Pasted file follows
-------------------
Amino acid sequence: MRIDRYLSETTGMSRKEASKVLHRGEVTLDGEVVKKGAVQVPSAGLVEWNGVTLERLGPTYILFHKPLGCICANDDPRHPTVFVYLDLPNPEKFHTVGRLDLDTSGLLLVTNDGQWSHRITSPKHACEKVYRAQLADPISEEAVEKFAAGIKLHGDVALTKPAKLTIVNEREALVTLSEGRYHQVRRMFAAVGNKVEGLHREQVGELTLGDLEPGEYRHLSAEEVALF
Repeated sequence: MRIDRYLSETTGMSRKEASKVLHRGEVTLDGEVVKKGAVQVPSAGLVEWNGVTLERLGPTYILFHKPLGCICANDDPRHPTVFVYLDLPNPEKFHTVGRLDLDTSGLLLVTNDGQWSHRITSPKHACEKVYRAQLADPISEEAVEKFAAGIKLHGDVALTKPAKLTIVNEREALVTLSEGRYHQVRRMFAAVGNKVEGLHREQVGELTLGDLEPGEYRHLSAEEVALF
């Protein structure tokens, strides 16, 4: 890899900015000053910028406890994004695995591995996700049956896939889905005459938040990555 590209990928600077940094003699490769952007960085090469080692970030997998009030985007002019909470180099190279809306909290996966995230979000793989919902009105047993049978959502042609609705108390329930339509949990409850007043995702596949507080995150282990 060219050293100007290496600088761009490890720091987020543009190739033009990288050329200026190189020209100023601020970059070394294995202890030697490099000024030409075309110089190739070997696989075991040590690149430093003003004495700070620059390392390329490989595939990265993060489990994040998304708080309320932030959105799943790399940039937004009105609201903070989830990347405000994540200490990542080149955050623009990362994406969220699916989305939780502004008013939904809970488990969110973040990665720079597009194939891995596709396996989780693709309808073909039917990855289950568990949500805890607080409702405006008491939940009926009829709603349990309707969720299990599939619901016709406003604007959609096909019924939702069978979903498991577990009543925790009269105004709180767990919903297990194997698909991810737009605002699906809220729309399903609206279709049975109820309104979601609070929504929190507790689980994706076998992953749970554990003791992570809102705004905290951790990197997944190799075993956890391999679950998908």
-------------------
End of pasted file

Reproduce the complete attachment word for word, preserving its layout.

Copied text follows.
Amino acid sequence: MRIDRYLSETTGMSRKEASKVLHRGEVTLDGEVVKKGAVQVPSAGLVEWNGVTLERLGPTYILFHKPLGCICANDDPRHPTVFVYLDLPNPEKFHTVGRLDLDTSGLLLVTNDGQWSHRITSPKHACEKVYRAQLADPISEEAVEKFAAGIKLHGDVALTKPAKLTIVNEREALVTLSEGRYHQVRRMFAAVGNKVEGLHREQVGELTLGDLEPGEYRHLSAEEVALF
Repeated sequence: MRIDRYLSETTGMSRKEASKVLHRGEVTLDGEVVKKGAVQVPSAGLVEWNGVTLERLGPTYILFHKPLGCICANDDPRHPTVFVYLDLPNPEKFHTVGRLDLDTSGLLLVTNDGQWSHRITSPKHACEKVYRAQLADPISEEAVEKFAAGIKLHGDVALTKPAKLTIVNEREALVTLSEGRYHQVRRMFAAVGNKVEGLHREQVGELTLGDLEPGEYRHLSAEEVALF
């Protein structure tokens, strides 16, 4: 890899900015000053910028406890994004695995591995996700049956896939889905005459938040990555 590209990928600077940094003699490769952007960085090469080692970030997998009030985007002019909470180099190279809306909290996966995230979000793989919902009105047993049978959502042609609705108390329930339509949990409850007043995702596949507080995150282990 060219050293100007290496600088761009490890720091987020543009190739033009990288050329200026190189020209100023601020970059070394294995202890030697490099000024030409075309110089190739070997696989075991040590690149430093003003004495700070620059390392390329490989595939990265993060489990994040998304708080309320932030959105799943790399940039937004009105609201903070989830990347405000994540200490990542080149955050623009990362994406969220699916989305939780502004008013939904809970488990969110973040990665720079597009194939891995596709396996989780693709309808073909039917990855289950568990949500805890607080409702405006008491939940009926009829709603349990309707969720299990599939619901016709406003604007959609096909019924939702069978979903498991577990009543925790009269105004709180767990919903297990194997698909991810737009605002699906809220729309399903609206279709049975109820309104979601609070929504929190507790689980994706076998992953749970554990003791992570809102705004905290951790990197997944190799075993956890391999679950998908």